Confessions of a Kindle Addict!!

I confess…I am addicted

Not a little addiction; a full-blown, hard to hide obsession with books!

The invention of the Kindle for iPad did nothing to curb my tendencies, in fact it has made it even easier for me to indulge without the obvious evidence that a shelf full of books would.

At last count I have 246 books on the ‘Cloud’ and 30 to be read on my ‘Device’

The problem with my addiction is, I love it! Off to Amazon.com I regularly go to get my ‘fix’ and for between $4 – $10 a can have a new book….instantly! And whereas back in the ‘old days’ I would vacation with a suitcase full of paperbacks now I just need my iPad!

Anyway…after scrolling through my archives, here are a few favourites!

When God Was A Rabbit

This captivating novel is the story of a less-than-conventional family and the twists and turns that make up their lives. At the heart of the novel is the protagonist, Elly, a strong-willed, memorable character who narrates the story of her life as well as the lives of those around her.

It is a story of the love of family and the love of friendship, and of the trials that challenge these relationships. Beginning in 1968 and travelling from Essex to New York, this novel takes us up to the aftermath of 9/11 and the heartaches associated with this tragedy.

Funny, charming and utterly un-put-downable, When God Was A Rabbit should definitely be on your reading list this summer.

Night Circus

If you’re looking to add something a little different to your book list then The Night Circus by Erin Morgenstern is definitely a good choice. Essentially a fantasy story, this novel is filled with beautiful imagery, twists of fate and a good old love story.

We have a circus (which only opens at nighttime) that seems to magically appear and disappear in each town that it visits. This circus touches the lives of many people, particularly Celia and Marco, two talented young magicians who have been bound into a strange game since they were small children. While they are initially matched as rivals, we watch them become bound by talent, lust and, ultimately, love. Yet how will their love survive in this tumultuous world of magic and fantasy?

The Night Circus is the ultimate reading escape – love, magic and fantasy. It’s perfect to flick though during long days and the beach or to curl up with in bed.

Wonder

In Wonder, heartstrings are well and truly yanked by the tale of little August Pullman. The book succeeds because the hero, Auggie, is such a marvellous character. He’s smart, funny and courageous. What marks him out is a terrible facial abnormality, caused by a mutant gene, which has resulted in him having 27 operations.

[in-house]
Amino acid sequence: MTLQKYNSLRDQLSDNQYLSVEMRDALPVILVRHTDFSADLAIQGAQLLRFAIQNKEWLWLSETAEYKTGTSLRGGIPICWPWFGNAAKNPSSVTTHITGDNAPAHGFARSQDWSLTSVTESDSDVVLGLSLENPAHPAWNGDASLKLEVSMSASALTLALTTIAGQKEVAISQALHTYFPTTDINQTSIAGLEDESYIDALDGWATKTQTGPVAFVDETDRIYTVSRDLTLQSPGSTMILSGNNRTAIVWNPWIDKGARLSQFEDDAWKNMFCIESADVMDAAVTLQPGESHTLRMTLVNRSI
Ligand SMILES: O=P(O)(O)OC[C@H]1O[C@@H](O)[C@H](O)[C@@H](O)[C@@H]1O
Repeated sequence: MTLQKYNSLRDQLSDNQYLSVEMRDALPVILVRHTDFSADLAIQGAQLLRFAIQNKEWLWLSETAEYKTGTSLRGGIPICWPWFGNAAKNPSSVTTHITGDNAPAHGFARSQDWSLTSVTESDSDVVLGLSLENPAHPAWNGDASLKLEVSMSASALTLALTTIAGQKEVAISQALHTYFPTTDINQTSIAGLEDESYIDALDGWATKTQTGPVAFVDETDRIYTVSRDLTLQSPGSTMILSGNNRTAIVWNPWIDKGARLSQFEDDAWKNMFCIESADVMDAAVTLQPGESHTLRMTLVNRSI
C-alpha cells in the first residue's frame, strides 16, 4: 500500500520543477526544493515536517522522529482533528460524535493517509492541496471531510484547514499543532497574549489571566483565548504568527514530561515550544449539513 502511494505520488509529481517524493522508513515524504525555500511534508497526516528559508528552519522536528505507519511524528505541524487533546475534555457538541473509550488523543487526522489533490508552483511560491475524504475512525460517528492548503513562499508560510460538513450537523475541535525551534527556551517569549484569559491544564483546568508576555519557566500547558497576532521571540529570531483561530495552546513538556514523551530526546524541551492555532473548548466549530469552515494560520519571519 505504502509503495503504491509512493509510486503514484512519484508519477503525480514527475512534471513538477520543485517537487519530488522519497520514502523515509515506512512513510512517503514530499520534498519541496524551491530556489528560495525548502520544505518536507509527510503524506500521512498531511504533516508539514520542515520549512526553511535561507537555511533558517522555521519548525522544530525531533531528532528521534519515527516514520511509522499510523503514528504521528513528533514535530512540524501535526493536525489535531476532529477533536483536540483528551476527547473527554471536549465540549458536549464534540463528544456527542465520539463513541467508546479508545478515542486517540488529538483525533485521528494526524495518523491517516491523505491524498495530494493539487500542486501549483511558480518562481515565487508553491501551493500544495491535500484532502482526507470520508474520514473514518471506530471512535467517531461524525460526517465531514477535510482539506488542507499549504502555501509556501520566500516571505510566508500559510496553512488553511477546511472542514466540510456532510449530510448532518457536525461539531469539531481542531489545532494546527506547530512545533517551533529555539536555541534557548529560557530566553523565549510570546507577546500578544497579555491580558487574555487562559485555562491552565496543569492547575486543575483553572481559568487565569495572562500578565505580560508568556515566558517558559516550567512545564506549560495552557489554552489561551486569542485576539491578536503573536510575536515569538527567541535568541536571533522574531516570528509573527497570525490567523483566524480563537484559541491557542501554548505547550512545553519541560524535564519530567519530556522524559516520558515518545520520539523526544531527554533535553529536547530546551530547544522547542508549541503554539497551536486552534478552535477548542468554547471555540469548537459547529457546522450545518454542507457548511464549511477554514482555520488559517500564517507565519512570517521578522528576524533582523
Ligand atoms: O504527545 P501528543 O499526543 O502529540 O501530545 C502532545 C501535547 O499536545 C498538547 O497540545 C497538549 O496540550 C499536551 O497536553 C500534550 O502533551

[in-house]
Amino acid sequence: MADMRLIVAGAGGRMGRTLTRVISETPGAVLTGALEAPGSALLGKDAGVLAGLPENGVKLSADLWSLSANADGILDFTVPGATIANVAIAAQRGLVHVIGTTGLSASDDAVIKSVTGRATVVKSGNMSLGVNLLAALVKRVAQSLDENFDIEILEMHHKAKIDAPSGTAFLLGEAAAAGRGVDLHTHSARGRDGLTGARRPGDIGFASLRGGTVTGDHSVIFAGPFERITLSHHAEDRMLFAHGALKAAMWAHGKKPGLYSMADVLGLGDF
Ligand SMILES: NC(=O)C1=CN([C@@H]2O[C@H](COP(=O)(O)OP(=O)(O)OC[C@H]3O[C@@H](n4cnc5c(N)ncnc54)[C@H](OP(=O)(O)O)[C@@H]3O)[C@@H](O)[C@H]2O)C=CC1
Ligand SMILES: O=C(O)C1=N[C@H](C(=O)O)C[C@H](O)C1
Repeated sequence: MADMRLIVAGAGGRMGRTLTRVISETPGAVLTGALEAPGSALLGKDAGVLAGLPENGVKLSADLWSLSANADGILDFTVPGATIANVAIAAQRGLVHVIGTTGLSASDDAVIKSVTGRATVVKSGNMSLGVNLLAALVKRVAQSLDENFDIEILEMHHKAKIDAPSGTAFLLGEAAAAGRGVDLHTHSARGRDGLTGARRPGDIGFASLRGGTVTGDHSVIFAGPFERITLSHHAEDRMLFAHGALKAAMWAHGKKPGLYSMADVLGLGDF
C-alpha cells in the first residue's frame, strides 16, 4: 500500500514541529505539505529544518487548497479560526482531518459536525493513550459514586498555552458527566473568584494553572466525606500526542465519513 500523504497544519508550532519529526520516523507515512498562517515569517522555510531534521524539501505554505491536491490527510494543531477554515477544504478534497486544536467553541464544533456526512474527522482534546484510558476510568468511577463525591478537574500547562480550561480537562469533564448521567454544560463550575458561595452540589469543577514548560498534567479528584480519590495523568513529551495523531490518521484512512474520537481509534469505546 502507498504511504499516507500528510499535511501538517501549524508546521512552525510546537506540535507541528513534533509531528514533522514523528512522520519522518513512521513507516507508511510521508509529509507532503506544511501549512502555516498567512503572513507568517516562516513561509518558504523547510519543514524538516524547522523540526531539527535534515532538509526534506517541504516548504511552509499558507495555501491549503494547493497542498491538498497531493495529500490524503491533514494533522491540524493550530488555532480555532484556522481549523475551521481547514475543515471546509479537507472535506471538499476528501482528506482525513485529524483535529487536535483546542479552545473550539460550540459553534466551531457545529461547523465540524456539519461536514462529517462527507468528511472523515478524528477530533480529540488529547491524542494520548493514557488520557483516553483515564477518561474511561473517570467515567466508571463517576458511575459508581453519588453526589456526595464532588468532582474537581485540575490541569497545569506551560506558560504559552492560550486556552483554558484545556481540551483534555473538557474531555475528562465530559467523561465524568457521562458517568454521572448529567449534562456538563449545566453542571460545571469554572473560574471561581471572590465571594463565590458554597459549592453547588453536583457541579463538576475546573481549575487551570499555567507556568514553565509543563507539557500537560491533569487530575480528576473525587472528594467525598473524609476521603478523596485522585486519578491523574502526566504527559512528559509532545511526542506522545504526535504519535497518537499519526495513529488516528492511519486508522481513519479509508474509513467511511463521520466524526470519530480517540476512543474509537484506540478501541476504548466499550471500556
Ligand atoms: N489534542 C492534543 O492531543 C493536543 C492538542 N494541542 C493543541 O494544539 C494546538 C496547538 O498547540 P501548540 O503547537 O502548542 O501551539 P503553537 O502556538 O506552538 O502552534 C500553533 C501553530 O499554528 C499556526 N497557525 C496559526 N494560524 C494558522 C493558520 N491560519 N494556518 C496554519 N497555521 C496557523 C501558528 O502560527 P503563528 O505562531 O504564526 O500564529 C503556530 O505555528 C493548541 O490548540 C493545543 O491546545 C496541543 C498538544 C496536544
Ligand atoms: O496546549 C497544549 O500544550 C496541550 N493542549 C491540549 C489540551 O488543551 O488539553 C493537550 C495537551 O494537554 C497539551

Early in the book, August says: “I won’t describe what I look like. Whatever you’re thinking, it’s probably worse.” Clues are slowly dropped about his craniofacial abnormality. He is described as having “a mushed-up face” at birth. He eats “like a tortoise” because of surgery to repair a cleft palate that has left a hole in the roof of his mouth. His eyes come down too far, he has cheeks “that looked punched in”. What he hates most is his ears, which are “like tiny closed fists”. Auggie plaintively asks: “Why do I have to be so ugly, Mommy?”

He’s hyper-alert to how people react to his face. Adults are often the most insensitive, talking behind their hands or staring in shock. Even in generous souls he can see hesitation, even if it is “for a millionth of a second”.

The most poisonous classmate and his nemesis is Julian. After one episode, Auggie’s mother says: “Is he the kind of kid who’s one way in front of grown-ups and another way in front of kids? . . . ah, hate those.” The impact of this nastiness on a sweet boy is tenderly portrayed. But equally well told – through lots of first-person accounts of friends and family – is the effect of Auugie’s life on his friends and especially on his sister Via.

The book undoubtedly, and skilfully, manipulates the emotions of readers (watch out dog-lovers in particular) but it will delight children and adults because it’s a terrific story exploring some fundamental truths about how humans behave. And how they should behave.

I am the Messenger

I read this after completing the critically acclaimed “The Book Thief” which I also loved. I have to admit that I enjoyed this story more, it is such an odd little tale but so beautifully written

Meet Ed Kennedy—underage cabdriver, pathetic cardplayer, and useless at romance. He lives in a shack with his coffee-addicted dog, the Doorman, and he’s hopelessly in love with his best friend, Audrey. His life is one of peaceful routine and incompetence, until he inadvertently stops a bank robbery. That’s when the first Ace arrives. That’s when Ed becomes the messenger. . . .

Chosen to care, he makes his way through town helping and hurting (when necessary), until only one question remains: Who’s behind Ed’s mission?

I Am the Messenger is a cryptic journey filled with laughter, fists, and love.

After capturing a bank robber, nineteen-year-old cab driver Ed Kennedy begins receiving mysterious messages that direct him to addresses where people need help, and he begins getting over his lifelong feeling of worthlessness.